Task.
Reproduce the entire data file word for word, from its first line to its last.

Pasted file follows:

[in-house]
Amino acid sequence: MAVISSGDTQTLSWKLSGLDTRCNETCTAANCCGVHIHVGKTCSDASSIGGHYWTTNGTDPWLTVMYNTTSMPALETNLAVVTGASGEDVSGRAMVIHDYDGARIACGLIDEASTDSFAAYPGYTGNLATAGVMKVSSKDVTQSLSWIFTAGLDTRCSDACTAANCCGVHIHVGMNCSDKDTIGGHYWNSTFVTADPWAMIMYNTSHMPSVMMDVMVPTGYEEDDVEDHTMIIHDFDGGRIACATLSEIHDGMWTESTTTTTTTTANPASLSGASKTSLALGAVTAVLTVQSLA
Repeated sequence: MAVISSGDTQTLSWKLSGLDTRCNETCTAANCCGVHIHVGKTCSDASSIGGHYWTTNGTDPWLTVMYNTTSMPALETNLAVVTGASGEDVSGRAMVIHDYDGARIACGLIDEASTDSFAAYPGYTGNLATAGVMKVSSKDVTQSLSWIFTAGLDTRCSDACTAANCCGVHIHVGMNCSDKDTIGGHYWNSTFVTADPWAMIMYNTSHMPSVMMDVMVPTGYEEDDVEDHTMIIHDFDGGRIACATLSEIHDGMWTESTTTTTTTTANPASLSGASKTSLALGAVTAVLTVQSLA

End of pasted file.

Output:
[in-house]
Amino acid sequence: MAVISSGDTQTLSWKLSGLDTRCNETCTAANCCGVHIHVGKTCSDASSIGGHYWTTNGTDPWLTVMYNTTSMPALETNLAVVTGASGEDVSGRAMVIHDYDGARIACGLIDEASTDSFAAYPGYTGNLATAGVMKVSSKDVTQSLSWIFTAGLDTRCSDACTAANCCGVHIHVGMNCSDKDTIGGHYWNSTFVTADPWAMIMYNTSHMPSVMMDVMVPTGYEEDDVEDHTMIIHDFDGGRIACATLSEIHDGMWTESTTTTTTTTANPASLSGASKTSLALGAVTAVLTVQSLA
Repeated sequence: MAVISSGDTQTLSWKLSGLDTRCNETCTAANCCGVHIHVGKTCSDASSIGGHYWTTNGTDPWLTVMYNTTSMPALETNLAVVTGASGEDVSGRAMVIHDYDGARIACGLIDEASTDSFAAYPGYTGNLATAGVMKVSSKDVTQSLSWIFTAGLDTRCSDACTAANCCGVHIHVGMNCSDKDTIGGHYWNSTFVTADPWAMIMYNTSHMPSVMMDVMVPTGYEEDDVEDHTMIIHDFDGGRIACATLSEIHDGMWTESTTTTTTTTANPASLSGASKTSLALGAVTAVLTVQSLA